:description "Feed query"
   :args
                {:skip    {:type Int}
                 :first   {:type Int}
                 :orderby {:type String}}
   :resolve     :query/feed}

The resolvers must return a map, or a vector of maps, with the maps keys matching the syntax on the queries, for example, the (get-feed db) must return something like [{:id 1 :url xyz :order 2 …},{…},…], if there is a different key from those in the schema it will be removed, and if a key is missing the value will be null when requested.

Since Datomic has the function to return keymaps this part was kinda painless, I just had to make sure to not mess the syntax of the keys.

Here I made my first use of Pedestal custom interceptors, to attach the headers of the request as a map. If you need to write some interceptors keep in mind that its position is also important, for example, here I was changing the data which would be added to the context, so I had to inject the new interceptor in a step before the data was added to the context.

(defn p-h [p-k]
  [(keyword (first p-k)) (last p-k)])

(def attach-headers
  {:name  ::attach-headers
   :enter (fn [context]
            (assoc-in context [:request :headers] (into {} (map p-h (:headers (:request context))))))})

(defn- inject-user-info-interceptor [interceptors]
  (lacinia/inject interceptors attach-headers :before ::lacinia/inject-app-context))

So I could extract the token and the refresh token in some resolvers.

(defn- token-extractor [ctx]
  (:authorization (:headers (:request ctx))))

(defn- refresh-extractor [ctx]
  (:refresh (:headers (:request ctx))))

Most of the resolvers are open, but some require authentication, in those resolvers I needed to extract the token, check if it’s valid, and in some cases if the user is authorized to do the request if the request were to edit or delete something.

The update-link function below check first if there is a token, then if the link URL and Description are valid, and them if the user is authorized to delete or update the post, checking if the e-mail from the JWT is the same as the Post in the database, if everything result true the update is executed. I could have used only a single if statement, but I wanted to return distinct error messages, and I think it’s still easy to read.

(defn update-link
  [db]
  (fn [context args value]
    (let [bearer-token (token-extractor context)
          {description :description
           url         :url
           id          :id} args]
      (if (and (nil? bearer-token))
        {:error "You must logging to edit"}
        (do
          (let [post-data (datomic/get-post-user-info-by-id db id)
                user-email (:user (authentication/get-user-from-token bearer-token))
                validate-url (utils/validate-url url)
                validate-description (utils/validate-description description)]
            (if (and validate-url validate-description)
              (if (authorization/authorized-delete-post? post-data user-email)
                (datomic/update-link db id description url)
                {:error "You are not authorized to edit this post"})
              {:error "You must include only https:// links and at least 20 words in the description"})))))))

Since post ownership can’t change we can just pass the “db” argument between the functions, instead of a Datomic Map.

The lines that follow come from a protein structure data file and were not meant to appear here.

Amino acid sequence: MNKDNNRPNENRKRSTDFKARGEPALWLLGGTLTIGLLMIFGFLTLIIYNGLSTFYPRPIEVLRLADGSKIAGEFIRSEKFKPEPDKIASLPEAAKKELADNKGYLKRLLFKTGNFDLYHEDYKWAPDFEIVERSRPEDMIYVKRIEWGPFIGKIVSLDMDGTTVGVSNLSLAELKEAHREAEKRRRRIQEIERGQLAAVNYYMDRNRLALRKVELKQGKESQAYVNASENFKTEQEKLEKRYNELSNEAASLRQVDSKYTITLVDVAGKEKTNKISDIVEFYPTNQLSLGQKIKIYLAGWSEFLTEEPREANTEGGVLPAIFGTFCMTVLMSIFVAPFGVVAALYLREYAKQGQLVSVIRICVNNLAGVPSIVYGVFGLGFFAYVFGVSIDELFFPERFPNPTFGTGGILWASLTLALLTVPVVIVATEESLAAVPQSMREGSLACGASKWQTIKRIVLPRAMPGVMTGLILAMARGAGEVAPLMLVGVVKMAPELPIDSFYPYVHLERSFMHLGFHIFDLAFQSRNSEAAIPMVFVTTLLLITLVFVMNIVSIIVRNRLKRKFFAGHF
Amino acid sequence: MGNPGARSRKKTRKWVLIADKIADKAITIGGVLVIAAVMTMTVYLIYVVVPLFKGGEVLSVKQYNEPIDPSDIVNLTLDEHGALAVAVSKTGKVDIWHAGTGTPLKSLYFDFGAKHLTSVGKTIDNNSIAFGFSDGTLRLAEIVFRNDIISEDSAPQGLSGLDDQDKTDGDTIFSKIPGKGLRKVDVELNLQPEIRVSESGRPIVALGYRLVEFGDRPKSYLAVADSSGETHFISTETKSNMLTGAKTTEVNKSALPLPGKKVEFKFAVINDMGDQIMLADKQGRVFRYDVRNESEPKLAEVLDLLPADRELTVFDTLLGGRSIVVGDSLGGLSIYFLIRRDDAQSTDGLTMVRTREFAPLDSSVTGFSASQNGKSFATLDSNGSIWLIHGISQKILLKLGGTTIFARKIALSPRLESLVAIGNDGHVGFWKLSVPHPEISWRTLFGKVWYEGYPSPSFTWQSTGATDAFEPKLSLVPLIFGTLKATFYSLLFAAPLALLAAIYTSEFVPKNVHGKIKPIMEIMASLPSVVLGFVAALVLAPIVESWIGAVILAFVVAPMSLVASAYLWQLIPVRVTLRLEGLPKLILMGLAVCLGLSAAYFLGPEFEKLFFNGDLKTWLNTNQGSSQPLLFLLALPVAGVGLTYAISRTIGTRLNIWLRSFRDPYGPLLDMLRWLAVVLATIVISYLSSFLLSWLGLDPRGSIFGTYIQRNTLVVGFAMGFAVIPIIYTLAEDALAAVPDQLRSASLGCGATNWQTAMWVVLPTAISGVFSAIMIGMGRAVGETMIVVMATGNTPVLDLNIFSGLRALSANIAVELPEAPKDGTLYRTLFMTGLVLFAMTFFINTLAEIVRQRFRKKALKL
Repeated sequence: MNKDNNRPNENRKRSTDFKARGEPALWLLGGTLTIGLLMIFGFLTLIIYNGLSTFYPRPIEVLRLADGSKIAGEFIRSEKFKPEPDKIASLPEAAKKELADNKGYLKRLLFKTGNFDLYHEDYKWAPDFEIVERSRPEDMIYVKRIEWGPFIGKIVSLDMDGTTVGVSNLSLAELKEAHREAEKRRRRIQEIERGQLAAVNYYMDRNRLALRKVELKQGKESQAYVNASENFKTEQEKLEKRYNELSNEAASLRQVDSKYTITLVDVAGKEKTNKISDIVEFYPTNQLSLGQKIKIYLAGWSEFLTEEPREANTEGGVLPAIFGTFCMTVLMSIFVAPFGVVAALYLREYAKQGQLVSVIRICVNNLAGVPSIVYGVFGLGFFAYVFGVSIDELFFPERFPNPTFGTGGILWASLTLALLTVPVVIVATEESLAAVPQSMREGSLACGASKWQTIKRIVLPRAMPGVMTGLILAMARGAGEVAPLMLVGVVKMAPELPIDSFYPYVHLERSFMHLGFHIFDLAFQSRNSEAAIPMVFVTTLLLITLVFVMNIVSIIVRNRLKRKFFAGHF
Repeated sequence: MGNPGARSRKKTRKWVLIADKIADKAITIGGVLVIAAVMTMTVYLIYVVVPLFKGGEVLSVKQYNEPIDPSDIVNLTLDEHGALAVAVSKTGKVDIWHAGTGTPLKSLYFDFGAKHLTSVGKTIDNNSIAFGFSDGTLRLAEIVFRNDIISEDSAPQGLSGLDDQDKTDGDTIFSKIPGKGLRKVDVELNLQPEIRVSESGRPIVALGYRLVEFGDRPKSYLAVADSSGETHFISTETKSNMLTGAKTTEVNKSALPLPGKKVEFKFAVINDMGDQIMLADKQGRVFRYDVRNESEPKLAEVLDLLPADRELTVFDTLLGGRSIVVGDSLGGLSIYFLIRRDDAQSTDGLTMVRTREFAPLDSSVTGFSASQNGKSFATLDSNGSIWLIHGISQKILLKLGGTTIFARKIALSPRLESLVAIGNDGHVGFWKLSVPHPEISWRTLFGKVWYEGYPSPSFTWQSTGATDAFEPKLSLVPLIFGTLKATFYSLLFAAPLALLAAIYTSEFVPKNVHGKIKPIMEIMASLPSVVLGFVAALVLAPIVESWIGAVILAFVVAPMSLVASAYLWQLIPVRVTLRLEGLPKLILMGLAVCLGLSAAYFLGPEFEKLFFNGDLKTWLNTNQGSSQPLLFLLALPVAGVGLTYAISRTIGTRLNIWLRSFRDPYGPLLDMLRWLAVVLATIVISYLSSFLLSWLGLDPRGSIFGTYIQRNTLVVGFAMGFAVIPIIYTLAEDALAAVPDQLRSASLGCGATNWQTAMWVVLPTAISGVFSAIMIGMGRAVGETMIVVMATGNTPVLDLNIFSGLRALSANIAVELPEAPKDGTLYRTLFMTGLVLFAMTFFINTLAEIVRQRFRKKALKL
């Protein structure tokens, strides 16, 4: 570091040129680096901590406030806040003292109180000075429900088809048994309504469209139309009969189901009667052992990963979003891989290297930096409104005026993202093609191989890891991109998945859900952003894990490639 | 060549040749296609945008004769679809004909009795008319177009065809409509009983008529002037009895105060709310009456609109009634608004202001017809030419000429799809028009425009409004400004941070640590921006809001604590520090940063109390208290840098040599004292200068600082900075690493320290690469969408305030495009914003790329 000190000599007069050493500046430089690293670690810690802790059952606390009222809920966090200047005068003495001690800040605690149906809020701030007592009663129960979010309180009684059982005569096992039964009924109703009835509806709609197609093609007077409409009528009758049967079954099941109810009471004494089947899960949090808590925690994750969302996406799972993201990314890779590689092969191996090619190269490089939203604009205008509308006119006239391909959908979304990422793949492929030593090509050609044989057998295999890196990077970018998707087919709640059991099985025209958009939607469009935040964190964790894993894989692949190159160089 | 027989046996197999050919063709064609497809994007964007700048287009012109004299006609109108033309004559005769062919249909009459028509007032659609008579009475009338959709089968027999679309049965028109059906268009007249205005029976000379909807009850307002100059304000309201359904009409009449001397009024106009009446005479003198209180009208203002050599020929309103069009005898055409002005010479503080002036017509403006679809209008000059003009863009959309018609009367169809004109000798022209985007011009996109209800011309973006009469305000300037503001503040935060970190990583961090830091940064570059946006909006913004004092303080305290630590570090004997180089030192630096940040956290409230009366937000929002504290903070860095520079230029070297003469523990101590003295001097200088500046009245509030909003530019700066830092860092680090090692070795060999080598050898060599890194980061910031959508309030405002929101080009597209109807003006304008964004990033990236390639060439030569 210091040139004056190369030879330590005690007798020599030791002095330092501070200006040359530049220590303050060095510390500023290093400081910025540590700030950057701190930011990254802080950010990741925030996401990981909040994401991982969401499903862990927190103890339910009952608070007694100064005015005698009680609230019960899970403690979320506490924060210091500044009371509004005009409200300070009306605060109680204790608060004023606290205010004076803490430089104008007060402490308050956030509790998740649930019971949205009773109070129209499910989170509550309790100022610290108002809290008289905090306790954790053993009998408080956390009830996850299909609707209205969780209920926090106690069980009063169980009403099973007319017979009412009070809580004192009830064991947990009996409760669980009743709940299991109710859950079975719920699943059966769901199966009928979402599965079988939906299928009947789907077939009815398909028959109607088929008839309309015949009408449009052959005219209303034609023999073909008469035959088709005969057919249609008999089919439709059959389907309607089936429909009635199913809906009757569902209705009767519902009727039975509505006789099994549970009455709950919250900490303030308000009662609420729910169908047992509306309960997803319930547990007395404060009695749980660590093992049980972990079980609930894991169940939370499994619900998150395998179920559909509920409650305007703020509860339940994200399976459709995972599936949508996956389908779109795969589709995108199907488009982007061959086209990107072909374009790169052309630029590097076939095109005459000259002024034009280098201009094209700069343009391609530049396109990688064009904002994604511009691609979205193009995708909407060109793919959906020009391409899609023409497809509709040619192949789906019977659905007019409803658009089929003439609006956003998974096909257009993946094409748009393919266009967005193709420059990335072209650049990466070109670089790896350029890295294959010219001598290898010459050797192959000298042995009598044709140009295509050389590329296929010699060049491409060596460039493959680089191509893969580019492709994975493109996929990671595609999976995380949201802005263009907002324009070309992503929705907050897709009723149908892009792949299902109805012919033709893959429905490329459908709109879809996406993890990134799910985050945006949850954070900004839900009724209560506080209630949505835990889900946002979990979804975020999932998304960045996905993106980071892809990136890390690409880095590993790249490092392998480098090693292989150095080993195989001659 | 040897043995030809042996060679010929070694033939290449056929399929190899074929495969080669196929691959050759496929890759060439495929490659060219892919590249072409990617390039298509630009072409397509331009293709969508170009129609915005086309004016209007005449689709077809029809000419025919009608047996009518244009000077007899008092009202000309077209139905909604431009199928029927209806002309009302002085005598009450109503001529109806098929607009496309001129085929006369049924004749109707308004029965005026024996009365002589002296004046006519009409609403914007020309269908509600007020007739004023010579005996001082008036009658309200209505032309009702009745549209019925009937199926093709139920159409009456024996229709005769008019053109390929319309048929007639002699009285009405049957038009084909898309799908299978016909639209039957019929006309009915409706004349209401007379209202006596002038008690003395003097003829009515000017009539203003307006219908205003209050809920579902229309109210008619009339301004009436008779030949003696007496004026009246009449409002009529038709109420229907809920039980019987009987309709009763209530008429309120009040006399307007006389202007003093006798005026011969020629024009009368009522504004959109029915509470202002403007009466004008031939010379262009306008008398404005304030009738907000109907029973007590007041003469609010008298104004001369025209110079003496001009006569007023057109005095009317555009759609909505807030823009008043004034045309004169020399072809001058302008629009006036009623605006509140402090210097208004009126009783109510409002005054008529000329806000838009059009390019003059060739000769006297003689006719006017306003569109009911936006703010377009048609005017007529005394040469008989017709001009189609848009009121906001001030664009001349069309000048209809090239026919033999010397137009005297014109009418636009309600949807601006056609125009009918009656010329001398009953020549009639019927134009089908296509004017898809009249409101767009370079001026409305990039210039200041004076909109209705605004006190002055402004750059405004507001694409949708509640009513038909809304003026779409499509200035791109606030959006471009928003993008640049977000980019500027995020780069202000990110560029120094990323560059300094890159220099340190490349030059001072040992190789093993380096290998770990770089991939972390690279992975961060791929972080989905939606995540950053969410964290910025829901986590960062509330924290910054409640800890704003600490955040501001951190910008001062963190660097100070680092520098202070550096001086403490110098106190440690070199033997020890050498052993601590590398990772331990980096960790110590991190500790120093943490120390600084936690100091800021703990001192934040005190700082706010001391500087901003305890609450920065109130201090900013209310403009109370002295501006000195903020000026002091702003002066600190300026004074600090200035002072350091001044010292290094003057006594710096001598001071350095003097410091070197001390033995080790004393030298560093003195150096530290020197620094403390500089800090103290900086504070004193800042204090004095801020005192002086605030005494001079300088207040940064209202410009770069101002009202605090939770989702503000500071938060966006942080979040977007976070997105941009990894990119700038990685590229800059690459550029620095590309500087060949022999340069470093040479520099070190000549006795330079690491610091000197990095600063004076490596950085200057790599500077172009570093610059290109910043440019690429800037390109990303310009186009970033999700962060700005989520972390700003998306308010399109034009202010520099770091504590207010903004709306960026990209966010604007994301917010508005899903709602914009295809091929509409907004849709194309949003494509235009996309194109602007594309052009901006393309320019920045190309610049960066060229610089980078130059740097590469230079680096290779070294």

For releasing and validating JWT in the login process I used the Buddy library, first the hashed password is requested from the database, validated and the JWT is released. A refresh token is also released with the bearer token, there are some extra steps here, since there is a need to store the Refresh Token in the database.

(defn generate-refresh-token [db email pwd enc-pwd]
  (if (auth-user pwd enc-pwd)
    (let [token (datomic/register-refresh-token db email)
          sign (claims-refresh token)]
      (jwt/sign sign system-secret))))

The process to release a new JWT with the refresh token is the one below, it will extract the id of the refresh token, use it to query the database, and if the date results and the validation result are still true it will generate a new token to the user, this process is quite important, first, it avoids that a refresh token is valid forever, with the date check, second, it allows the user to void the refresh token, for example, if you use your account on computer X and Y, and for some reason, you lose access to the computer Y, you can remove the access from it without even changing the password, if the system has a “devices” page, or if the user changes the password every refresh token from this user can be voided, and other devices would only be able to access the account for more 5 minutes since the JWT was released.

There is a step not implemented here, which is to release a new refresh token once the expiration date approaches, if the refresh token is valid for just more 10 days, for example, a new one should be released, so the user wouldn’t be prompted anymore to type the password, as long as he logs once in a while.

(defn refresh-process [db token]
  (let [unsigned (jwt/unsign token system-secret)
        datomic-result (datomic/get-refresh-token-data db (:id unsigned))
        user-email (:email datomic-result)
        date (:until datomic-result)
        valid (:valid datomic-result)]
    (if (and (= :true valid) (jt/before? (jt/instant) (jt/instant date)))
      {:user (datomic/get-user-info-auth db user-email) :token (sign-data user-email) :refresh token}
      {:error "Refresh token is not valid"})))

So this is pretty much how the resolvers work. Now let’s move for the Datomic part. There are five tables, :link, :auth, :user, :vote, :comment.